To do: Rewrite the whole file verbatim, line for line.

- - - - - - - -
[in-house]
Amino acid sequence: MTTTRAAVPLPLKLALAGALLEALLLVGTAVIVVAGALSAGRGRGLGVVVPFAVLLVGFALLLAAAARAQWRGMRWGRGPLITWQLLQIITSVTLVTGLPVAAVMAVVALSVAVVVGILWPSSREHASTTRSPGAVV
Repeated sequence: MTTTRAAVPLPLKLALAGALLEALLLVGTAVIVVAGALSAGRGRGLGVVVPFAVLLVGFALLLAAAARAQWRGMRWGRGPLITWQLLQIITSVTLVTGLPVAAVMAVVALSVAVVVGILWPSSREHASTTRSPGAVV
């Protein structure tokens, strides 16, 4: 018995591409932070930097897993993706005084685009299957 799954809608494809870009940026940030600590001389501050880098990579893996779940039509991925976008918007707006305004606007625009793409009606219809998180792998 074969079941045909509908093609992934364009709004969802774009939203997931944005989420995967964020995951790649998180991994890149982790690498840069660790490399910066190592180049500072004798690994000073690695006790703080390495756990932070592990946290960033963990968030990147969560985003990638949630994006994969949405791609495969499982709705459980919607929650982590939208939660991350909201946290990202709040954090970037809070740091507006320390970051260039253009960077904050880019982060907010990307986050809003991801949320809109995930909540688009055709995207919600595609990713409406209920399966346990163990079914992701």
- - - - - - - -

[in-house]
Amino acid sequence: MTTTRAAVPLPLKLALAGALLEALLLVGTAVIVVAGALSAGRGRGLGVVVPFAVLLVGFALLLAAAARAQWRGMRWGRGPLITWQLLQIITSVTLVTGLPVAAVMAVVALSVAVVVGILWPSSREHASTTRSPGAVV
Repeated sequence: MTTTRAAVPLPLKLALAGALLEALLLVGTAVIVVAGALSAGRGRGLGVVVPFAVLLVGFALLLAAAARAQWRGMRWGRGPLITWQLLQIITSVTLVTGLPVAAVMAVVALSVAVVVGILWPSSREHASTTRSPGAVV
């Protein structure tokens, strides 16, 4: 018995591409932070930097897993993706005084685009299957 799954809608494809870009940026940030600590001389501050880098990579893996779940039509991925976008918007707006305004606007625009793409009606219809998180792998 074969079941045909509908093609992934364009709004969802774009939203997931944005989420995967964020995951790649998180991994890149982790690498840069660790490399910066190592180049500072004798690994000073690695006790703080390495756990932070592990946290960033963990968030990147969560985003990638949630994006994969949405791609495969499982709705459980919607929650982590939208939660991350909201946290990202709040954090970037809070740091507006320390970051260039253009960077904050880019982060907010990307986050809003991801949320809109995930909540688009055709995207919600595609990713409406209920399966346990163990079914992701």